Where an employer hires an employee who resides in a different jurisdiction, the jurisdiction in which an employment dispute is litigated depends largely on where the employer carries on business.

In Koutros v. Persico USA, 2017 ONSC 3001, the employer, Persico USA Inc. (“Persico”) terminated the employment of Savvas Koutros, who was a General Manager of its Michigan, U.S. facility. Mr. Koutros resided in Windsor, Ontario and commuted to Michigan for work. Mr. Koutros filed a wrongful dismissal action in Ontario. Persico brought a motion to dismiss the claim on the basis that Michigan was the appropriate jurisdiction.

The test to determine whether an Ontario court ought to hear a case is two-fold:

  1. Is there a real and substantial connection between Ontario and the action such that the court has jurisdiction to hear the matter?
  2. If the court has jurisdiction, should it exercise its discretion not to hear the matter because there is a more convenient forum than Ontario?

In determining whether there is a real and substantial connection, an Ontario court may assume jurisdiction over the dispute if the employer carries on business in Ontario.

In this case, the Court held that there was no real and substantial connection to Ontario because Persico did not carry on business in Ontario.  Specifically, the Court found that:

  1. The employment contract contained an “employment at will” provision, which is a U.S. employment concept.
  2. The contract was signed at the Michigan facility.
  3. Koutros was paid in U.S. funds, with U.S. deductions
  4. Koutros received U.S. equipment including a U.S. company credit card and a U.S. cell phone.

The Court placed little weight on where Mr. Koutros was when he learned about his dismissal or the fact that he often worked at home. Neither are indicators that Persico carried on business in Ontario. Similarly, the Court held that Mr. Koutros’ visits of Ontario plants was not evidence that Persico had ever carried on business in Ontario. None of the visits resulted into the entering of a single joint venture agreement.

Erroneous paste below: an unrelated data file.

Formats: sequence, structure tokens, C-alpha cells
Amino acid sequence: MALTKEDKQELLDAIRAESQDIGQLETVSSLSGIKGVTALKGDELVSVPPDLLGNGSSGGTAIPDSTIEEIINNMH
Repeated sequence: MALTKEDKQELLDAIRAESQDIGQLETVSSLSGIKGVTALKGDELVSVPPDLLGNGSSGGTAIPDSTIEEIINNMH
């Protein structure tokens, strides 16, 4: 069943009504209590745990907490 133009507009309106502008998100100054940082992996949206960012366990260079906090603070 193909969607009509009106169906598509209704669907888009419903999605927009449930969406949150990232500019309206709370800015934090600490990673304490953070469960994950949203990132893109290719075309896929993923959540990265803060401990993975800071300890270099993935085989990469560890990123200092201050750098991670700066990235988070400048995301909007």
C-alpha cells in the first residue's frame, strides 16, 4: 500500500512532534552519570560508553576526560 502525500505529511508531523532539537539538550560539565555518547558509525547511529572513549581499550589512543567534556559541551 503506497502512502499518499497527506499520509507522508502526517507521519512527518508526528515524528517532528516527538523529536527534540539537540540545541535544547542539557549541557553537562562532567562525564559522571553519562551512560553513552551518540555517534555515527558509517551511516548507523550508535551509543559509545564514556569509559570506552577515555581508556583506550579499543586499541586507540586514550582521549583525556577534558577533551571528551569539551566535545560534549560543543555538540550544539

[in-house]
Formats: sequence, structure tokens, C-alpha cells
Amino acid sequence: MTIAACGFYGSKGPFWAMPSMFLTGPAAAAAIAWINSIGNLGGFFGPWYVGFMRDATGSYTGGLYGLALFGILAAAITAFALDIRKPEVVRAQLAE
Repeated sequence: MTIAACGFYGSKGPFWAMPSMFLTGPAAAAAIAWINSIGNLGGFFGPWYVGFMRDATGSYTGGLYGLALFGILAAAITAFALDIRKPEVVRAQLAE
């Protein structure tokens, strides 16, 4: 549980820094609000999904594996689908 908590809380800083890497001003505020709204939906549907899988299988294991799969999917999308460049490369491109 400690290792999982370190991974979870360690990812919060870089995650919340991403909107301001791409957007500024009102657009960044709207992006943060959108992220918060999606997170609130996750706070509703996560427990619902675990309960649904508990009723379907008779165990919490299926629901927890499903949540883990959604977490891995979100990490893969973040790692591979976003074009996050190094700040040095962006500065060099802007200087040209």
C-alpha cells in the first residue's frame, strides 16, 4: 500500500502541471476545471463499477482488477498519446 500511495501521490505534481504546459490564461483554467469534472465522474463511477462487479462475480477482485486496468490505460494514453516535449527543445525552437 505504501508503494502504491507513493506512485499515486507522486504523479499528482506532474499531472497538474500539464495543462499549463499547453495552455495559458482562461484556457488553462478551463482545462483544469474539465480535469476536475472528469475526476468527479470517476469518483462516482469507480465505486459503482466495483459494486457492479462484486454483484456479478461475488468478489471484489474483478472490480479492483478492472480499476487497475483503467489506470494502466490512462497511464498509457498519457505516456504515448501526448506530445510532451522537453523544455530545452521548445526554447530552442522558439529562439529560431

Given that the Court found that there was no real and substantial connection between Ontario and the action, it was not necessary for the Court to determine whether Ontario or Michigan was the most convenient forum for the litigation.

The Court’s ruling is a favourable decision for employers who do not carry on business in Ontario, but are forced to defend an action commenced in Ontario by a former employee. To minimize the risk that an Ontario court will assume jurisdiction over a matter, employers carrying on business outside of Ontario should take care not to take any steps which can be interpreted that it is carrying on a business in Ontario. This includes ensuring that the terms of the employment contract comply with the employer’s home jurisdiction. It is also recommended that the contract specifies the law of that jurisdiction (as opposed to Ontario) as the governing law.

It is also worth noting that in this case, Persico did not attorn to the jurisdiction of Ontario by filing a statement of defence. Where an employer believes that Ontario does not have jurisdiction to hear the dispute, it must bring a motion for dismissal before delivering a statement of defence.

Written in collaboration with Joseph Palmieri, articling student.